That was all very well, he returned, after we had sat listening for a while, and he ought to know something of the wind and the wires,-- he who so often passed long winter nights there, alone and watching. But he would beg to remark that he had not finished.
I asked his pardon, and he slowly added these words, touching my arm, -
'Within six hours after the Appearance, the memorable accident on this Line happened, and within ten hours the dead and wounded were brought along through the tunnel over the spot where the figure had stood.'
A disagreeable shudder crept over me, but I did my best against it. It was not to be denied, I rejoined, that this was a remarkable coincidence, calculated deeply to impress his mind. But it was unquestionable that remarkable coincidences did continually occur, and they must be taken into account in dealing with such a subject. Though to be sure I must admit, I added (for I thought I saw that he was going to bring the objection to bear upon me), men of common sense did not allow much for coincidences in making the ordinary calculations of life.
He again begged to remark that he had not finished.
I again begged his pardon for being betrayed into interruptions.
'This,' he said, again laying his hand upon my arm, and glancing over his shoulder with hollow eyes, 'was just a year ago. Six or seven months passed, and I had recovered from the surprise and shock, when one morning, as the day was breaking, I, standing at the door, looked towards the red light, and saw the spectre again.' He stopped, with a fixed look at me.
'Did it cry out?'
'No. It was silent.'
'Did it wave its arm?'
'No. It leaned against the shaft of the light, with both hands before the face. Like this.'
Once more I followed his action with my eyes. It was an action of mourning. I have seen such an attitude in stone figures on tombs.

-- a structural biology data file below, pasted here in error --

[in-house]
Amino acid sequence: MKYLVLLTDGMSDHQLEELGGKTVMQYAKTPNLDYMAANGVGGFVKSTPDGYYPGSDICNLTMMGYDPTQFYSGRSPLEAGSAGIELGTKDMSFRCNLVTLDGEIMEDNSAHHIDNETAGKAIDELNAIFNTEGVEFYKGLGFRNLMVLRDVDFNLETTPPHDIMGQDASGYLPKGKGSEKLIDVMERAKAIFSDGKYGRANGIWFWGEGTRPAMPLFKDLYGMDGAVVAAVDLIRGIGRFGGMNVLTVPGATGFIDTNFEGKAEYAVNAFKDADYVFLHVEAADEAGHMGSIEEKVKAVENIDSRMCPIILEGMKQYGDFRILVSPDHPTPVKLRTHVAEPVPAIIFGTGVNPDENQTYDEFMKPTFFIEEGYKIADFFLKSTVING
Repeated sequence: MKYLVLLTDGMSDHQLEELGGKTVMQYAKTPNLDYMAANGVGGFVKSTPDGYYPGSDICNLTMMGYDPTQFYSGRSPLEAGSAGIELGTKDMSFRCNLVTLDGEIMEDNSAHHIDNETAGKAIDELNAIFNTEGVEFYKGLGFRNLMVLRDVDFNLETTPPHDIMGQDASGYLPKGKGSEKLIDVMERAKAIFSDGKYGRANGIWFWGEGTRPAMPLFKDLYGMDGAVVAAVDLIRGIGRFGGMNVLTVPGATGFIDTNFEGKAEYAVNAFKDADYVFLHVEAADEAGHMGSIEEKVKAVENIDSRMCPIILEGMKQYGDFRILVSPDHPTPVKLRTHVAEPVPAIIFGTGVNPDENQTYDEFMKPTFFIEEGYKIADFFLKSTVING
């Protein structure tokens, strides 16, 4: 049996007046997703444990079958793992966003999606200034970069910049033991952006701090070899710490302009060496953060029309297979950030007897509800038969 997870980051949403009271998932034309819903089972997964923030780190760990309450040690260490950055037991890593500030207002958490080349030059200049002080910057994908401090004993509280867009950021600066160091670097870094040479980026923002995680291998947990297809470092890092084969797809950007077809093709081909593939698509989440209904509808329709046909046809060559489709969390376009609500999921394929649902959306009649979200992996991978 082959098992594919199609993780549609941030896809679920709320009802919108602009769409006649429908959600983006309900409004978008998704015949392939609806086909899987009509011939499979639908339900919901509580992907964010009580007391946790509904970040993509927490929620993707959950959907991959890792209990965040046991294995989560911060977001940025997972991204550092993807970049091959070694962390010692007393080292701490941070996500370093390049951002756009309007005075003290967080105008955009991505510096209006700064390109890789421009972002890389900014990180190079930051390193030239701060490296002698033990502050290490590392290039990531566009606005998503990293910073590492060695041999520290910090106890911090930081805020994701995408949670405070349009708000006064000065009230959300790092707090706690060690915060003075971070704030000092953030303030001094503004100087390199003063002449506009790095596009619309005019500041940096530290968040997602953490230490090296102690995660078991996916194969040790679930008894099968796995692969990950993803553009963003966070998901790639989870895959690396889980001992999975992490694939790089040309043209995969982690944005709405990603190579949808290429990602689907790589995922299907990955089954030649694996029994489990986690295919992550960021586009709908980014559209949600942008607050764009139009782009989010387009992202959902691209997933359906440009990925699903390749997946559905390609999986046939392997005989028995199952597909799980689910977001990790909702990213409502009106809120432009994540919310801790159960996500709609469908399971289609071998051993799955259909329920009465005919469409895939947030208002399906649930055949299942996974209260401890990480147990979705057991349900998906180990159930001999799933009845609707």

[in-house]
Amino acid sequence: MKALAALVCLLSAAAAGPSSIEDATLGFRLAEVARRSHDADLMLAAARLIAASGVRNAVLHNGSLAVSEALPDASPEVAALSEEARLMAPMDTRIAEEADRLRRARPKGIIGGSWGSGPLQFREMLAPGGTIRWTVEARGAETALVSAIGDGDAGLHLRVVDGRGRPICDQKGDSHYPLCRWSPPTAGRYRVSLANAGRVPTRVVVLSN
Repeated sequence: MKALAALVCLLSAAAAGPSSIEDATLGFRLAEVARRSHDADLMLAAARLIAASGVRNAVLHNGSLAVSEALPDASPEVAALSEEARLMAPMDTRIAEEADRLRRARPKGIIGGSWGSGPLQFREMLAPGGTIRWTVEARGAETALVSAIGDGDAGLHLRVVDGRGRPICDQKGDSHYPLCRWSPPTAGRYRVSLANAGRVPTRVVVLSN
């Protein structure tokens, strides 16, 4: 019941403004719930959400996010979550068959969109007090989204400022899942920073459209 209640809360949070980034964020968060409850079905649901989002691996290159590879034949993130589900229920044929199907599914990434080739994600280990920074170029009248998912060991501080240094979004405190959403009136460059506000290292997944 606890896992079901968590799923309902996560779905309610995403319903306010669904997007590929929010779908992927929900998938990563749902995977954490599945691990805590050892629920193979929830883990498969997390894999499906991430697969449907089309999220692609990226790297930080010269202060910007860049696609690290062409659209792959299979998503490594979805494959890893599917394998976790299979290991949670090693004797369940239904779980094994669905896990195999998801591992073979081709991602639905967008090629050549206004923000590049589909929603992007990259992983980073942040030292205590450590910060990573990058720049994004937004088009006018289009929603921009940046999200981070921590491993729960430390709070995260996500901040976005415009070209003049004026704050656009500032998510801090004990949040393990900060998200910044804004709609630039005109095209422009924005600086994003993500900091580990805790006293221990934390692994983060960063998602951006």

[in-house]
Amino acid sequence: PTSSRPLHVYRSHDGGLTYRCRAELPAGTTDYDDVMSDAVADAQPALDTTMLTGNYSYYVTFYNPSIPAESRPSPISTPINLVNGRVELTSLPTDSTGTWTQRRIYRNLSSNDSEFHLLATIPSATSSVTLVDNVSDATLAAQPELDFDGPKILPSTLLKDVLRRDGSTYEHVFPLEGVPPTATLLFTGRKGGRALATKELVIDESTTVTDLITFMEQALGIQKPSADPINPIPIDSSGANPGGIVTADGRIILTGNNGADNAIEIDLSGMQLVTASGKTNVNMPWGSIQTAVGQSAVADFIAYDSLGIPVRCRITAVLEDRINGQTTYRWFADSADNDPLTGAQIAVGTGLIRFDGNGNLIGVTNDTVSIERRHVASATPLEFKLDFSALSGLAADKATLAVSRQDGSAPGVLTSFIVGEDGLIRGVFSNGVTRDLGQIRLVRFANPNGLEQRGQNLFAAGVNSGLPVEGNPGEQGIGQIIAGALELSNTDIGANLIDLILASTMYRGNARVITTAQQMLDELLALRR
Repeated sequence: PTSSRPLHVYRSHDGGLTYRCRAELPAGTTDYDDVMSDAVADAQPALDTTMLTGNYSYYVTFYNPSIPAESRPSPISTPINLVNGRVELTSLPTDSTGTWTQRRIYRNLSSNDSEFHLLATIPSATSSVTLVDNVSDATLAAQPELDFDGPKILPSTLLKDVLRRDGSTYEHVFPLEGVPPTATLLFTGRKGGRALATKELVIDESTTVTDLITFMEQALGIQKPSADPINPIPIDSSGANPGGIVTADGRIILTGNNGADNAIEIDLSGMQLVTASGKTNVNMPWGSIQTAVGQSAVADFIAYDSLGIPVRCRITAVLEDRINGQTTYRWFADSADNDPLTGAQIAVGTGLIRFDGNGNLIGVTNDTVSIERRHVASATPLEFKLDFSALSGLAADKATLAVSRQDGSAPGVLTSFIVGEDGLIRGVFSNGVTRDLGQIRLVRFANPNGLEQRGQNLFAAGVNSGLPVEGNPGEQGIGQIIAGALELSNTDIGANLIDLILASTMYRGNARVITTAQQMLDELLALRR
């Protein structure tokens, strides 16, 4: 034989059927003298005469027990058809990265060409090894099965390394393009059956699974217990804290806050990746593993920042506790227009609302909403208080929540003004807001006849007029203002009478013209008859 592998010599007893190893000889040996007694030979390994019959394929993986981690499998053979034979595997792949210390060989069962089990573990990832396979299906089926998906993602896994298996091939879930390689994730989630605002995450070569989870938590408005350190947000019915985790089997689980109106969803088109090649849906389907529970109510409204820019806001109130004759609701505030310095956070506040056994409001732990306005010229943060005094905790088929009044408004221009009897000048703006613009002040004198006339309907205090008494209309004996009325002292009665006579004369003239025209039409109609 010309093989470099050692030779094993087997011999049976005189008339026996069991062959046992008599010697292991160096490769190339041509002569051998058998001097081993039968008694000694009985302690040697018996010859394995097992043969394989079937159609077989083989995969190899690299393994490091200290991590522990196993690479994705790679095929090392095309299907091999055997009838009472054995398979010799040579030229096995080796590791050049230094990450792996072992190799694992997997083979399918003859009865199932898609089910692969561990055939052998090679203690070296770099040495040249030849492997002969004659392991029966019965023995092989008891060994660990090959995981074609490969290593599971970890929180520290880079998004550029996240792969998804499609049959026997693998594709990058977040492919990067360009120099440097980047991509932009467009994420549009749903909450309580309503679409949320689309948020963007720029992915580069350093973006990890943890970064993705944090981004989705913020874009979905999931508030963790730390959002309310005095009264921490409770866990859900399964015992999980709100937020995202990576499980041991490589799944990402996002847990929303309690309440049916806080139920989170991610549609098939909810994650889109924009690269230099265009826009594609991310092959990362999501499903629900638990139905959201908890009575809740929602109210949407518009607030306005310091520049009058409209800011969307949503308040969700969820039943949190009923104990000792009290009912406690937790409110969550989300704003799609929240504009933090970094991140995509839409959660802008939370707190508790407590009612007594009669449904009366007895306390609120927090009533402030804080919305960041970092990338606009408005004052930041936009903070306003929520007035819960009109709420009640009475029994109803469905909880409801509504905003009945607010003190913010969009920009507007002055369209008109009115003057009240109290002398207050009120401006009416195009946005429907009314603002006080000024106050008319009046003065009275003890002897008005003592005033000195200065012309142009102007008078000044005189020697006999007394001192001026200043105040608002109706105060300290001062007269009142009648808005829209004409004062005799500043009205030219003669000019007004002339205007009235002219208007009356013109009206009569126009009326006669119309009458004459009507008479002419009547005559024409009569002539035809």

'Did you go up to it?'
'I came in and sat down, partly to collect my thoughts, partly because it had turned me faint. When I went to the door again, daylight was above me, and the ghost was gone.'
'But nothing followed? Nothing came of this?'
He touched me on the arm with his forefinger twice or thrice giving a ghastly nod each time:-
'That very day, as a train came out of the tunnel, I noticed, at a carriage window on my side, what looked like a confusion of hands and heads, and something waved. I saw it just in time to signal the driver, Stop! He shut off, and put his brake on, but the train drifted past here a hundred and fifty yards or more. I ran after it, and, as I went along, heard terrible screams and cries. A beautiful young lady had died instantaneously in one of the compartments, and was brought in here, and laid down on this floor between us.'
Involuntarily I pushed my chair back, as I looked from the boards at which he pointed to himself.
'True, sir. True. Precisely as it happened, so I tell it you.'
I could think of nothing to say, to any purpose, and my mouth was very dry. The wind and the wires took up the story with a long lamenting wail.
He resumed. 'Now, sir, mark this, and judge how my mind is troubled. The spectre came back a week ago. Ever since, it has been there, now and again, by fits and starts.'
'At the light?'
'At the Danger-light.'
'What does it seem to do?'
He repeated, if possible with increased passion and vehemence, that former gesticulation of, 'For God's sake, clear the way!'
Then he went on. 'I have no peace or rest for it. It calls to me, for many minutes together, in an agonised manner, 'Below there! Look out! Look out!' It stands waving to me. It rings my little bell--'
I caught at that. 'Did it ring your bell yesterday evening when I was here, and you went to the door?'
'Why, see,' said I, 'how your imagination misleads you. My eyes were on the bell, and my ears were open to the bell, and if I am a living man, it did NOT ring at those times. No, nor at any other time, except when it was rung in the natural course of physical things by the station communicating with you.'